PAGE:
The mythic story of perhaps the world’s most famous love triangle—Abraham, Sarah and Hagar—is the framework on which director Ori Sivan builds his film “Harmonia.” The story is recast in modern-day Jerusalem with Abraham as the conductor of the Israel Philharmonic Orchestra. His wife, Sarah, the orchestra’s harpist, has been struggling for years to have a child. Hagar, an Israeli-Arab from East Jerusalem, joins the orchestra as the third chair French horn player.

Hagar plays her instrument so softly that the musical notes are as ethereal and as unassuming as she is. And while the written biblical references to the trio that flash on the screen between scenes may initially seem heavy-handed, “Harmonia” is a nuanced and subtle film in both plot and message. That subtlety begins when Sarah and Hagar bond as intimates and develop a relationship bordering on the romantic. Hagar is with Sarah as she miscarries early in the film, and she embraces Sarah’s pain as her own.


At this point, the audience, which has been made well-aware of the biblical story, knows Hagar will offer to have a baby for Sara. Unlike in the biblical telling, however, Hagar’s gesture in the film is one of pure love and generosity. She gives birth to a son, whom Abraham and Sarah name Ben. Like his biblical forebear, Ben is a wild child, all mania and motion as he roller-skates his way around Jerusalem. He is a pianist who plays so exuberantly, so frenetically, that his energy comes across as menacing and feels as if it is bordering on violence. He is beyond Sarah and Abraham’s control and can’t find a place for himself in their affluent, staid household.

After a lengthy absence, Hagar returns to the orchestra, where she observes her son from afar. In keeping with the biblical story, Sarah gives birth to a son beyond her expected childbearing years. Isaac is angelic, doted on and anointed as a violinist by an overbearing Abraham. Symbolism and foreshadowing are used to great effect here: When Sarah poses with baby Isaac for a poster announcing her Carnegie Hall debut, one of the shots captures Ben lurking in the corner. His image is blurry, hulking yet ultimately tragic; he has no place in this new configuration of his family.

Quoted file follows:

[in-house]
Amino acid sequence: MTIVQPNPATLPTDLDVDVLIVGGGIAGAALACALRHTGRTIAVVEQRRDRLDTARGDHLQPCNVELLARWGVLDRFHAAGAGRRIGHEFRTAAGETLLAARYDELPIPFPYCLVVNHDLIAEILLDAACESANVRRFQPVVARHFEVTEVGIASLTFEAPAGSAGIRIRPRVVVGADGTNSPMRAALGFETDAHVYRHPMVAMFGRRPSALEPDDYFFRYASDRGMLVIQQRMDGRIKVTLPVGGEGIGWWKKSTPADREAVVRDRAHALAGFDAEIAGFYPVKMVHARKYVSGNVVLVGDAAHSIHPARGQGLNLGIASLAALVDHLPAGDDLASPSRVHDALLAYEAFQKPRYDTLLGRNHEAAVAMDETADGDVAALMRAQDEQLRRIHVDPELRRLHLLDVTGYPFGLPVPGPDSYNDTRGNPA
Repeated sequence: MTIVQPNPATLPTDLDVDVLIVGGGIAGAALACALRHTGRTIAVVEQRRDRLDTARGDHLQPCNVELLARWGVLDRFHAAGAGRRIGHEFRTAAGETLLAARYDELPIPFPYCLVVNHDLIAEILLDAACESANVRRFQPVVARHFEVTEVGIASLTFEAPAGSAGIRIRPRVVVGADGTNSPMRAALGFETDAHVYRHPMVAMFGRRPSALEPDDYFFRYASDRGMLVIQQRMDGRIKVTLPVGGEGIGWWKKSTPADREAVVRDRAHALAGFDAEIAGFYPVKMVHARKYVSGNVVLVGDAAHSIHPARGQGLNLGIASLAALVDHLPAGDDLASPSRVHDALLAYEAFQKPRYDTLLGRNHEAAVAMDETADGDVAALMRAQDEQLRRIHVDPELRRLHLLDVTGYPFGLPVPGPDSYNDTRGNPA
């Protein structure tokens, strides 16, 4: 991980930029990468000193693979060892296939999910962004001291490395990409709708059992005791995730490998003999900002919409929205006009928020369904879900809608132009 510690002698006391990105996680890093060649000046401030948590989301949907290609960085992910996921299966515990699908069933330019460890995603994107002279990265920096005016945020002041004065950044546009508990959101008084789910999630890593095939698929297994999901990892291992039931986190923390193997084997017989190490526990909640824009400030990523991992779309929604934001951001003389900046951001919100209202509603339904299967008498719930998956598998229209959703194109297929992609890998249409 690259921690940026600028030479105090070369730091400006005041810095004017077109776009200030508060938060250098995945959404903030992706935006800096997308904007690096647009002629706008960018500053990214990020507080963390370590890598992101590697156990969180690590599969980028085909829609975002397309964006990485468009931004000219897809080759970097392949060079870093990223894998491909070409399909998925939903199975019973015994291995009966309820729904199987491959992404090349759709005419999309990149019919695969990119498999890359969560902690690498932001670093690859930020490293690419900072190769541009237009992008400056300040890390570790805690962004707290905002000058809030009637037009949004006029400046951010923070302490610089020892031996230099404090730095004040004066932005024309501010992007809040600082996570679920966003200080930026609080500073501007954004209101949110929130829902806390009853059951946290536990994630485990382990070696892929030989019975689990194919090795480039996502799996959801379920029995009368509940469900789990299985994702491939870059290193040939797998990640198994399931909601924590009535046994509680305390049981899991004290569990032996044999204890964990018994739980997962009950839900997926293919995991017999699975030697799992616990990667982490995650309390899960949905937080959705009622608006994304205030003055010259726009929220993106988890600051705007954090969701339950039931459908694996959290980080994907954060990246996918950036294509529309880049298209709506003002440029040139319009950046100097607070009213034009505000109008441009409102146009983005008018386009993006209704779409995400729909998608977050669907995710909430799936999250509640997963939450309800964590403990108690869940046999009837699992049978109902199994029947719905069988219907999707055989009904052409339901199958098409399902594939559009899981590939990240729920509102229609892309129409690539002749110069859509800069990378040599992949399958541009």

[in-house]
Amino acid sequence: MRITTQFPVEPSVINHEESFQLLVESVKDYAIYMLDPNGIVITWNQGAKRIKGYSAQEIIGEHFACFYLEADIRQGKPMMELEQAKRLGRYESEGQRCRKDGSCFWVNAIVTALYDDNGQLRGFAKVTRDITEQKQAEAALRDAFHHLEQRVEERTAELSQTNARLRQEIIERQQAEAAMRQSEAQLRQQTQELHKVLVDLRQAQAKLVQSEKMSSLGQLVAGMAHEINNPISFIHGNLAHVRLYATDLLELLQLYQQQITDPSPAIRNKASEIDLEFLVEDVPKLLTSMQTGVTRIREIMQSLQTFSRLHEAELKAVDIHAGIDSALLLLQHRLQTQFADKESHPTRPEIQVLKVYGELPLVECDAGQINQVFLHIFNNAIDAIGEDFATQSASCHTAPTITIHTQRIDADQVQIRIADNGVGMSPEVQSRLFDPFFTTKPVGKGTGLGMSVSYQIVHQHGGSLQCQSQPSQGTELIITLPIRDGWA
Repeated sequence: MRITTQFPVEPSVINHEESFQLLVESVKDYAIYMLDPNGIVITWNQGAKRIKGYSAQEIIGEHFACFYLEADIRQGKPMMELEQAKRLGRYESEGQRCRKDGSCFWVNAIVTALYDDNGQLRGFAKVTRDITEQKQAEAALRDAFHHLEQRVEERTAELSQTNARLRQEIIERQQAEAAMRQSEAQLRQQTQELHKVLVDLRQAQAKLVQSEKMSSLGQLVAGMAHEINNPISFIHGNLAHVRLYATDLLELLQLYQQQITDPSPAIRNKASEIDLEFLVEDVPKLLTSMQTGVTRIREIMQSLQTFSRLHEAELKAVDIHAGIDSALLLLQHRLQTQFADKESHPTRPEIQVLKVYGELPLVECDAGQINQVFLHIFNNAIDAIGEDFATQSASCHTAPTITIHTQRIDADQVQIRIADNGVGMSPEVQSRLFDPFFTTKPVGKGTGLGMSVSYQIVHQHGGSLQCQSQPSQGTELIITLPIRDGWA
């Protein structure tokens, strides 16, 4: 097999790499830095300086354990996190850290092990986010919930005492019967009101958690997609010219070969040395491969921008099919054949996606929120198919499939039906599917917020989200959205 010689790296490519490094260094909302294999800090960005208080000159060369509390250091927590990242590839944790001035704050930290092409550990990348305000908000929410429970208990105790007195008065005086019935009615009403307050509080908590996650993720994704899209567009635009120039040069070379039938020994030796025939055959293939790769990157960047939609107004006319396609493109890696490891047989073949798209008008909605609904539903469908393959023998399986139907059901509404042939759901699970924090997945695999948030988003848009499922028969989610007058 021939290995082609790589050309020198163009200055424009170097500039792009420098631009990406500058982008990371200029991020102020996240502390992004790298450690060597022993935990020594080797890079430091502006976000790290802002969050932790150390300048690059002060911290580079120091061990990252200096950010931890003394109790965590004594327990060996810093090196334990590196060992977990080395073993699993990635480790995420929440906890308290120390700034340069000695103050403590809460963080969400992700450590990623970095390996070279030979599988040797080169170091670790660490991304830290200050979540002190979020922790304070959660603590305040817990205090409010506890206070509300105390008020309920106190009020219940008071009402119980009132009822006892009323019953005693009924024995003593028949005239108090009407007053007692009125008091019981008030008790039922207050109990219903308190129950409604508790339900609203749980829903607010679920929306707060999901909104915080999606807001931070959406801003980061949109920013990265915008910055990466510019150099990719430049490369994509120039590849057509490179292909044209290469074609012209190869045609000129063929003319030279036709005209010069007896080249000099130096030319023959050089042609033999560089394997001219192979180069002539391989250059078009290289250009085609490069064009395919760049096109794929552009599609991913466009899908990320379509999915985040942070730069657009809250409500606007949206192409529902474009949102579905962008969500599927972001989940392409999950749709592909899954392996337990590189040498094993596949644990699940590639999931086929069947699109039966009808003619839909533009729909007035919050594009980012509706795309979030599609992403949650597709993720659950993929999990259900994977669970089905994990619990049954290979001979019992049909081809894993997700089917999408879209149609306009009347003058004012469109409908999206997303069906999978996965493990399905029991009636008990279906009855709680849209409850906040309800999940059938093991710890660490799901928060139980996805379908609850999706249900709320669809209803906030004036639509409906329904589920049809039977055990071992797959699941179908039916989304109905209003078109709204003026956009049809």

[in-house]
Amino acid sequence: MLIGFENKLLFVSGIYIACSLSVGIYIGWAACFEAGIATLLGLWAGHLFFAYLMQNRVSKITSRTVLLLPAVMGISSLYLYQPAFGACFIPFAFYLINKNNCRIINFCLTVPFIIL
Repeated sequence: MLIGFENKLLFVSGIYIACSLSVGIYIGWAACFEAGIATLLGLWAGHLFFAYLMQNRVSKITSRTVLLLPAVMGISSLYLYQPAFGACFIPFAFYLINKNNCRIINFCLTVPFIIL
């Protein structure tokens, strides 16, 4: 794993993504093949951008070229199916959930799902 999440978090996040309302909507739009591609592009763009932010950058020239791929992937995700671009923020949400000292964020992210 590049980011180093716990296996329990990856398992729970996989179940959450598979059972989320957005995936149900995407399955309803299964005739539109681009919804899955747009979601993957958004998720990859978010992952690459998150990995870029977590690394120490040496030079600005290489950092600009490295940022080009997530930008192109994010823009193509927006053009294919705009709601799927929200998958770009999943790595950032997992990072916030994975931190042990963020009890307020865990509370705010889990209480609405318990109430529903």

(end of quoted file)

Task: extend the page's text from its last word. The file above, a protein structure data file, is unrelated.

Director Sivan expertly deploys his knowledge of the classical musical world throughout “Harmonia.” Unsurprisingly, this film is not his first foray into integrating classical music in his work. In 2001, he made a documentary about Klari Sarvash, the first harpist to play with the Israel Philharmonic Orchestra. He made another in 2010 about the great Zubin Mehta, the Israel Philharmonic’s inimitable maestro.

Sivan’s choice to thread Nikolai Rimsky-Korsakov’s symphonic suite, “Scheherazade,” throughout the latter part of “Harmonia” lends a fairy-tale quality to the narrative. The symphony, based on “One Thousand and One Arabian Nights,” recalls the story of Scheherazade, a woman who tells her husband, the king, a new story each night to stay her execution. To Scheherazade, storytelling equals survival. Storytelling is malleable and the truth bears no relation to hardboiled facts. Sivan makes this clear as he twists and bends the Abraham-Sarah-Hagar story to depict the larger reality of Israeli-Palestinian peace.

Ben eventually breaks away from Abraham and Sarah and, like in the biblical story, goes into exile. He lives with Hagar in East Jerusalem, where his musical genius unfurls in his spirited playing of piano and guitar. He sheds his Jewish identity and adopts the name Ismail.

Isaac has become an obedient yet timid boy. He has fulfilled his father’s wish and plays the violin proficiently. In a scene toward the end of the film, Abraham senses his son is holding back musically and pressures him to ramp up his playing. Abraham tells his young son to affect a playing style that encompasses “restraint and passion, order and chaos.” Abraham’s observation alludes to the tension that has been present throughout the film. It is there in the early stages of the love Sarah and Hagar once had for each other. It is there in the way Abraham leads his orchestra. And it culminates in the relationship between Ismail and Isaac.

The brothers are eventually united on stage, where Isaac finally plays his violin somewhere between technical virtuosity and passionate interpretation. Ismail is not only Isaac’s muse, but also his guide. The historic enmity between the children of Ismail and the children of Abraham fades away as the last musical notes of the film linger. “Harmonia” is not so much the recasting of a biblical story as it is a sophisticated retelling of a classic myth that brings forward fresh possibilities for peace and love.

“Harmonia” is the opening film for the Boston Jewish Film Festival’s Summer Cinematheque, which begins July 12. Find tickets and information here.